In its February Short Term Energy Outlook (STEO), the EIA forecasts this month’s world oil consumption at 96.7 million barrels per day (mbpd). The oil supply, however, is much lower, only 93.6 mbpd, with the difference of 3.1 mbpd of necessity being drawn from crude oil and refined product inventories. By historical standards, a sustained draw of 3 mbpd is large, and we would expect prices to be rising under such circumstances.
The EIA sees demand continuing to recover at a good pace to mid-year, with July world oil consumption forecast at 98.2 mbpd (but still about 4 mbpd below ‘normal’). This incremental demand is being materially supplied by two sources, Brazil and OPEC. We might accept Brazil’s crude oil production growth as given, allowing that the timing might be off by a month or two. The pivotal question is instead OPEC’s intentions.
The EIA uses a volume (or demand) driven model, implying that OPEC will passively increase production to meet demand, and thereby keep oil prices low. But why would OPEC do this? If OPEC simply maintained current production levels, the world would be 3.5 mbpd short of supply by mid-year. A shortfall of 3.5 mbpd — 3.6% of global consumption — is a lot. It would rapidly drain remaining excess inventories, leaving only oil prices to mediate between supply and demand just as the world economy is showing both strength and momentum as the pandemic ends. In other words, in the coming months consumers will be prepared to compete for the available barrels of oil, and that should push oil prices up sharply.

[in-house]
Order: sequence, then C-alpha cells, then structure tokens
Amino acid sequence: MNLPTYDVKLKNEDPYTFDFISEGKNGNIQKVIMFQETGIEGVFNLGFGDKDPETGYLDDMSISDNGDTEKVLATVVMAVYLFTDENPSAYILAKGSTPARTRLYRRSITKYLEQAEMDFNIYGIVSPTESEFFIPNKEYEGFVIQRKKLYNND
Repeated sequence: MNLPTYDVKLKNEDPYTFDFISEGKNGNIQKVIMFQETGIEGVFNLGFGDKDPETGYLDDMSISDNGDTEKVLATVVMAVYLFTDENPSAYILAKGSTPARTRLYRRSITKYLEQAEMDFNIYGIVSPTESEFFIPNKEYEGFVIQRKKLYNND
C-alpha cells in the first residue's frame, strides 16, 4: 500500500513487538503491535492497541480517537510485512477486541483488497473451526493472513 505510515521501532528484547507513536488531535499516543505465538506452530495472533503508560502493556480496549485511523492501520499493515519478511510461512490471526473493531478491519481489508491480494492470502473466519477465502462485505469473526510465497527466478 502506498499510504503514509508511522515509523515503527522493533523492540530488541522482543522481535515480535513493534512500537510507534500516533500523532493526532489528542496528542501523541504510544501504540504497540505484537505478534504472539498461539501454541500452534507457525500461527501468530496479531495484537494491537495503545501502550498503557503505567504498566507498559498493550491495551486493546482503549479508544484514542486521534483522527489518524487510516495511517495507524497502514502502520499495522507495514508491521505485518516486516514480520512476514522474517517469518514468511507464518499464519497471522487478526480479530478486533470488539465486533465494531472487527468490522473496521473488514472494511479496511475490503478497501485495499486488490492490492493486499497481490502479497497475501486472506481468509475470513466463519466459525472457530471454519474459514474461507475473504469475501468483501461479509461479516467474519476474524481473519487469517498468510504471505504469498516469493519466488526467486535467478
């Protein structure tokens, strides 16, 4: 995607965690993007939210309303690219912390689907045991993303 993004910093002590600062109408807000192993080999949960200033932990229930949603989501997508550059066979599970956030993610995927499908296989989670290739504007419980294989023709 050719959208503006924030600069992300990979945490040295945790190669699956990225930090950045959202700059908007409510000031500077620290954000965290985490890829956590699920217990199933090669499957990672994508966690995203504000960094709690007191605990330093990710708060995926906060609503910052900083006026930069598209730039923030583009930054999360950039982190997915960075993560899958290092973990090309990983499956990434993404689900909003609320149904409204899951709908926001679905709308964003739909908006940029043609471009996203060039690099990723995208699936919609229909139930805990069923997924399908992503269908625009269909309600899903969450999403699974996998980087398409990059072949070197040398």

That’s the ‘$100 / barrel’ thesis.
A few important notes and caveats. In many cases, operators must commit to producing barrels before they know what the price will be. In this case, OPEC can let prices rise and add barrels at its discretion. This provides OPEC a great deal of control and flexibility over oil prices. Certainly, higher oil prices are better, but more barrels can be added on fairly short notice if OPEC believes the market is overheating. This should encourage OPEC to test ever higher price levels.
And of course, Middle East politics are convoluted. The complex interplay of Iran, Saudi Arabia and the United States can produce unexpected results. Were Iran more collected, it could probably bring the US back toward some sort of deal in short order, thereby freeing Tehran to increase oil exports and push down oil prices. On the other hand, the Houthi attack on Saudi oil facilities at the loading port of Ras Tanura may push the Saudis back into the US embrace and motivate the Kingdom to keep oil prices lower to curry favor with the Biden administration.
It is hard to know where the balance comes out. Nevertheless, now is OPEC’s best opportunity to make real money in the short to medium term. They would be fools to let the opportunity slip by.